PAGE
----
The drug, psilocybin, is found in so-called “magic mushrooms.” It’s illegal, but it has been used in religious ceremonies for centuries.Red? Jersey?
The study involved 36 men and women during an eight-hour lab visit. It’s one of the few such studies of a hallucinogen in the past 40 years, since research was largely shut down after widespread recreational abuse of such drugs in the 1960s.
The experiment was funded in part by the National Institute on Drug Abuse. The results were published online Tuesday by the Journal of Psychopharmacology.
Fourteen months after taking the drug, 64 percent of the volunteers said they still felt at least a moderate increase in well-being or life satisfaction, in terms of things like feeling more creative, self-confident, flexible and optimistic. And 61 percent reported at least a moderate behavior change in what they considered positive ways.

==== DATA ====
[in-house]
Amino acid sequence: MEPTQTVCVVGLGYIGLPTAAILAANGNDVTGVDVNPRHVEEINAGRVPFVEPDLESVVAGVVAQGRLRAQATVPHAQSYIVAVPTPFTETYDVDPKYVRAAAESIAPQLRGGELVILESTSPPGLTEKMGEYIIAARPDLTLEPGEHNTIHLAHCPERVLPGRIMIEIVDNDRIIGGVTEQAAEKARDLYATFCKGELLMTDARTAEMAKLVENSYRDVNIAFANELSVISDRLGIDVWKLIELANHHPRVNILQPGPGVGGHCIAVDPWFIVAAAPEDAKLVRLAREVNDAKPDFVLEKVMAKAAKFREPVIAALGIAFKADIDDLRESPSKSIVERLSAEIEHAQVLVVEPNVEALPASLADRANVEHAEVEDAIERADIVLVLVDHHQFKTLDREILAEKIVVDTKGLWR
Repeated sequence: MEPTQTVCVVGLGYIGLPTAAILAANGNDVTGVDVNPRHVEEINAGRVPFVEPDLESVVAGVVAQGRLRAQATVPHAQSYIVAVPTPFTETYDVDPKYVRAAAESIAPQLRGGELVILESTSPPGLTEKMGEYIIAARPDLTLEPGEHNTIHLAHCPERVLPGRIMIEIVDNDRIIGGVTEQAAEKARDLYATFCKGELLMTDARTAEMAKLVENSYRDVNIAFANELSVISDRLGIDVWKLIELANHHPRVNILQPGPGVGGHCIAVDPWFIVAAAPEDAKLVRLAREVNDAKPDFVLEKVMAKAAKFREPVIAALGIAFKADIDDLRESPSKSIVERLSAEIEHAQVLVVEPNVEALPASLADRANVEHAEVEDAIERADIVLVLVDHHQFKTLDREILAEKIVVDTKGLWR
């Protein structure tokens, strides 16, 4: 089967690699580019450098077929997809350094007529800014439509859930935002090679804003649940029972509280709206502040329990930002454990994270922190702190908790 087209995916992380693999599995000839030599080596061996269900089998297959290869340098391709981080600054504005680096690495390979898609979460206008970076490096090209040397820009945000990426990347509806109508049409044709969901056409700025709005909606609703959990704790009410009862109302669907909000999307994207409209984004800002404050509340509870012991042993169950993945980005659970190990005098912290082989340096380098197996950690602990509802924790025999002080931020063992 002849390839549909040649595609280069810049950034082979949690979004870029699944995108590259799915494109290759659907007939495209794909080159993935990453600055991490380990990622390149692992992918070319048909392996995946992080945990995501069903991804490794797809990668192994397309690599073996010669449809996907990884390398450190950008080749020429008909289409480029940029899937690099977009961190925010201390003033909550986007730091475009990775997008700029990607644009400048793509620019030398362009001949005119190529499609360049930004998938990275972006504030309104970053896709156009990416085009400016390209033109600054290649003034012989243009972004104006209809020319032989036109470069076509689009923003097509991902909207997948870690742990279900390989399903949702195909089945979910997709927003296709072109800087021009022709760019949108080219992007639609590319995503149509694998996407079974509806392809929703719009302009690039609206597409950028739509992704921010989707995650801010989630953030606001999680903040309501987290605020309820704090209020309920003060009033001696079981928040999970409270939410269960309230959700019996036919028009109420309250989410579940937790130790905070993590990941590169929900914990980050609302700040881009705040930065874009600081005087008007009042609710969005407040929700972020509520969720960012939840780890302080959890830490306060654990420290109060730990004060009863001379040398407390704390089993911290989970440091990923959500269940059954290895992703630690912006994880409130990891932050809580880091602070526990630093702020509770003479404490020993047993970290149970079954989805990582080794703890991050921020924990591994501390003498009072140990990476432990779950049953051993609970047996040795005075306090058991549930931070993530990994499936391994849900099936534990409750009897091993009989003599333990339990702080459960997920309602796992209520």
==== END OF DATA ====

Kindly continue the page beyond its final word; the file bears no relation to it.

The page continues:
That second question didn’t ask for details, but elsewhere the questionnaire answers indicated lasting gains in traits like being more sensitive, tolerant, loving and compassionate.
Researchers didn’t try to corroborate what the participants said about their own behavior. But in the earlier analysis at two months after the drug was given, researchers said family and friends backed up what those in the study said about behavior changes. Griffiths said he has no reason to doubt the answers at 14 months.